Christchurch computer scientist Dr Swati Gupta prefers people to programming, but it’s her experience in human-computer interaction that’s led to what may be a breakthrough for youngsters with autism.
A senior research scientist at Callaghan Innovation, Gupta moved to New Zealand three years ago from Singapore, where she was involved with a project for dementia patients. She admits she was “clueless” about autism until she began working with speech and language teachers at Hillmorton High School’s Upland Unit, a specialist facility in Christchurch for students with very high needs.
“I spent time in class and I saw a lot of repetition,” she says. “It was, ‘Johnny, do you want to ask Mary a question? Johnny, do you want to ask Mary?’ – over and over and over. And Johnny didn’t want to ask Mary, but eventually he did, and then Mary didn’t want to answer. So it was a real challenge.”
The app is aimed at five- to 20-year-olds and uses symbols to prompt language and conversation. It’s not a game you play solo but rather acts like a mirror to help two people engage. Early signs are positive, with parents reporting increases in eye contact, attention span and social interaction.
Her work has been awarded two grants totalling $50,000 from the KiwiNet Emerging Innovator Fund, a philanthropic initiative backed by the Norman F. B. Barry Foundation to help scientists with “disruptive new ideas” work alongside business to take their discoveries to market.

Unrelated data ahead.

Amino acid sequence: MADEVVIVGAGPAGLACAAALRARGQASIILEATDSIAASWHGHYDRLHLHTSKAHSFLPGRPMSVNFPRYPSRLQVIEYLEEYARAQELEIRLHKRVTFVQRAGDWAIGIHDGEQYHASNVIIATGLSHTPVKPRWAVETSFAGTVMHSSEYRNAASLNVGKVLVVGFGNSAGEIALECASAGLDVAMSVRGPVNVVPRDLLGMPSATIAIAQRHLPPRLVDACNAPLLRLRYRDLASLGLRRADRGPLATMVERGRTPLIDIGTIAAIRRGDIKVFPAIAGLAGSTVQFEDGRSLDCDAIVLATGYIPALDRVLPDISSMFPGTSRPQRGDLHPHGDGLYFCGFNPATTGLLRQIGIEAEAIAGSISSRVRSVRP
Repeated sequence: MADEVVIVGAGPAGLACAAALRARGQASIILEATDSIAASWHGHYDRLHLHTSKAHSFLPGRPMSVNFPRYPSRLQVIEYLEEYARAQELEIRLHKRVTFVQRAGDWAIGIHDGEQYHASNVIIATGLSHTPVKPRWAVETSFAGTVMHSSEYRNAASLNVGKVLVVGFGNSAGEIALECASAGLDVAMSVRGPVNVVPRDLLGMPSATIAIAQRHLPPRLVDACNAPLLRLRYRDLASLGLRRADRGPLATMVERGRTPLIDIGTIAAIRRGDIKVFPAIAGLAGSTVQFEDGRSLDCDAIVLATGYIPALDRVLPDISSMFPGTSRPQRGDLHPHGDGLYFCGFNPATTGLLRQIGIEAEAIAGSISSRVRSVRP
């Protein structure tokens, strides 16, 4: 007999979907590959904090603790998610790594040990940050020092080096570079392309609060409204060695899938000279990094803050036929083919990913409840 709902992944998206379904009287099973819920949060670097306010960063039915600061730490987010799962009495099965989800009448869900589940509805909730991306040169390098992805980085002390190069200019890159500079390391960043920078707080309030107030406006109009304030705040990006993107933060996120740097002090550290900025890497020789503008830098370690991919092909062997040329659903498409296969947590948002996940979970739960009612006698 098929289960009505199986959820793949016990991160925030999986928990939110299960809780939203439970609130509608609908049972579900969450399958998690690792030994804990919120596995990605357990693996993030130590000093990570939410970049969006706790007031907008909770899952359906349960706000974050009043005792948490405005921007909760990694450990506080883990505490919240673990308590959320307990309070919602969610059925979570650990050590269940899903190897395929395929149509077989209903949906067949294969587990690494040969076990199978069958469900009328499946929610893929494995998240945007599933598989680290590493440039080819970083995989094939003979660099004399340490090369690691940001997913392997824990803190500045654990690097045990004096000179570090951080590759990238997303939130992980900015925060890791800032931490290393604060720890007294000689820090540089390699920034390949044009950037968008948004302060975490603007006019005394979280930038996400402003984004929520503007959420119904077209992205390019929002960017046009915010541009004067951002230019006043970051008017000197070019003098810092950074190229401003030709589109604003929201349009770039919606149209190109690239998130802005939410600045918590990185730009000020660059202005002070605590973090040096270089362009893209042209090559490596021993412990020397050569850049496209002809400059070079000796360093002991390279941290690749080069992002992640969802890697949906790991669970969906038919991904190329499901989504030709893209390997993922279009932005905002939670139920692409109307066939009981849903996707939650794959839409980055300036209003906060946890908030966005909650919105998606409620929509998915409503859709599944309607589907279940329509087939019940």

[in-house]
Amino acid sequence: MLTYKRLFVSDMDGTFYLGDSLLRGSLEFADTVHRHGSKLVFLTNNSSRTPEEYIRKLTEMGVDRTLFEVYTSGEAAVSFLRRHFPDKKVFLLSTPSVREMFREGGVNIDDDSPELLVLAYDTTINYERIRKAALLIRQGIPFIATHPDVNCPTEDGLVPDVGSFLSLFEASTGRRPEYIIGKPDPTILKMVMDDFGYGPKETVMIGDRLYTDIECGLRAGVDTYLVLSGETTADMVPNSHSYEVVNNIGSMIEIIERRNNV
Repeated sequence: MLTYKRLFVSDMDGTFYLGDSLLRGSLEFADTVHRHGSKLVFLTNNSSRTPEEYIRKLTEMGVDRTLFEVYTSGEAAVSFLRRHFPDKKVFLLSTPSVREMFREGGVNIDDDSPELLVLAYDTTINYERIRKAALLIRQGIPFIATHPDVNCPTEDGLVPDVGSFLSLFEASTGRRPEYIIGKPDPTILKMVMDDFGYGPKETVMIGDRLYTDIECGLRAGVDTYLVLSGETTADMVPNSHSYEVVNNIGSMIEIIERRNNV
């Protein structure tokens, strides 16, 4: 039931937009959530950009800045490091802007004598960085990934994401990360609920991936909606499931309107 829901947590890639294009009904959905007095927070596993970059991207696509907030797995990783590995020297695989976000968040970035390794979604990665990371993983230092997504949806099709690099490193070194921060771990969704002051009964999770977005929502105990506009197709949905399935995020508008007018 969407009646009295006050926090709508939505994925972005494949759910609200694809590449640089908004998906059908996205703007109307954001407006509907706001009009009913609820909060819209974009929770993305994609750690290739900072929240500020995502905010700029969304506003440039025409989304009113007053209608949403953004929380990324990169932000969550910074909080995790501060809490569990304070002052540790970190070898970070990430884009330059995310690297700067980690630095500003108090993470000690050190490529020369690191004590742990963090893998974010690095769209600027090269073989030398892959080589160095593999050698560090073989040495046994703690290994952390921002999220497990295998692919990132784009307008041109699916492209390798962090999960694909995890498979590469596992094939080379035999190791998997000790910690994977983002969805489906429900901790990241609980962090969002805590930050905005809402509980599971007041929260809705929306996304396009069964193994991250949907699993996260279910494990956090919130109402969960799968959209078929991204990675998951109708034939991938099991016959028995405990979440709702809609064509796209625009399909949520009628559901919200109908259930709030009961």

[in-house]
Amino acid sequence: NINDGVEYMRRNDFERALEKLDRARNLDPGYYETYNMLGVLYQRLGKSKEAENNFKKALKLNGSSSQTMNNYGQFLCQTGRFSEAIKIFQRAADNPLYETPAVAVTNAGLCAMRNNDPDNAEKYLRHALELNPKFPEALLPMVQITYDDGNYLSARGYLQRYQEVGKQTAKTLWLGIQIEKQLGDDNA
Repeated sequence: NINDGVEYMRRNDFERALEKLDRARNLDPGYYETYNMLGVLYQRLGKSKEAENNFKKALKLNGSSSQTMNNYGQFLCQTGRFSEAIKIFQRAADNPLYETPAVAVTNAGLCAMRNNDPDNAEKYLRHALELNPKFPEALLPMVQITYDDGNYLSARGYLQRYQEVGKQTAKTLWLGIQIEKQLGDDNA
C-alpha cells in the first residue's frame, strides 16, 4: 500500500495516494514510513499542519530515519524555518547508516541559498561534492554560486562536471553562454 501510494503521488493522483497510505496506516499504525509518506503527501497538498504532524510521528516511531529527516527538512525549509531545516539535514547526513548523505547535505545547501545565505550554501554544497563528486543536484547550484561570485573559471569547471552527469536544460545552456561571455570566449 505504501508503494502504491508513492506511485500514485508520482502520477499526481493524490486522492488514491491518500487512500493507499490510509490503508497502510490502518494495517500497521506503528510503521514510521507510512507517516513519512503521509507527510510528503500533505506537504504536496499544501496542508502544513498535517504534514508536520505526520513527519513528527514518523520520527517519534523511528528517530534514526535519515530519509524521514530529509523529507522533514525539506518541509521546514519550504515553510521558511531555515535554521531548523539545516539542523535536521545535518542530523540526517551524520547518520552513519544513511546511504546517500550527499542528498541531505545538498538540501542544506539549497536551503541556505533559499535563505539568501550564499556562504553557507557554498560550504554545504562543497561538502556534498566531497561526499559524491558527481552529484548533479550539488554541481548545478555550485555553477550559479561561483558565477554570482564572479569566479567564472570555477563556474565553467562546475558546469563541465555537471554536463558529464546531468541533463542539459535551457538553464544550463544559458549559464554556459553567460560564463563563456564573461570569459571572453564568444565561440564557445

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Another recipient, Otago University PhD student Sean Mackay, has been given $25,000 to help develop a treatment for strawberry birthmarks, a disfiguring and occasionally life-threatening type of vascular tumour that affects one in 10 infants. He’s working with a team to develop a targeted treatment that uses nanotechnology to literally squish drugs directly into the tumour through the skin. Other projects supported by the fund include research into video fingerprinting for border-control scanning, and biodegradable “nano-webs” that can be spread over crops to help with pest control.
Gupta’s grants have enabled her to run several trials with Talk With Me, both here and in India, where she was born. “It’s a very simple idea; I didn’t know how good it was, so we wanted to see if it works,” she says. “I went back to the Upland Unit with my tablet and two girls came in, one with quite severely restricted conversation skills. They sat down and started playing. Ten minutes later, they were still playing. I didn’t realise how huge that was then.”
It was only when the teacher told her the girls “don’t speak” that she realised the app’s true potential. “It was the first time the girl had asked the other one what her favourite animal was – and they’d been studying together for five years.”
Gupta’s now trying to secure commercial funding of at least $200,000 to get an initial “alpha version” of Talk With Me into the New Zealand market. The app, which could prove useful for people with speech and language disorders, cerebral palsy or ADHD, might also help those with autism as they grow into adults.
“It could work for dating scenarios,” she says. “They are often not sure what to ask, and the platform lends itself to being used by adults, but we haven’t trialled it yet.”
This was published in the January 2018 issue of North & South.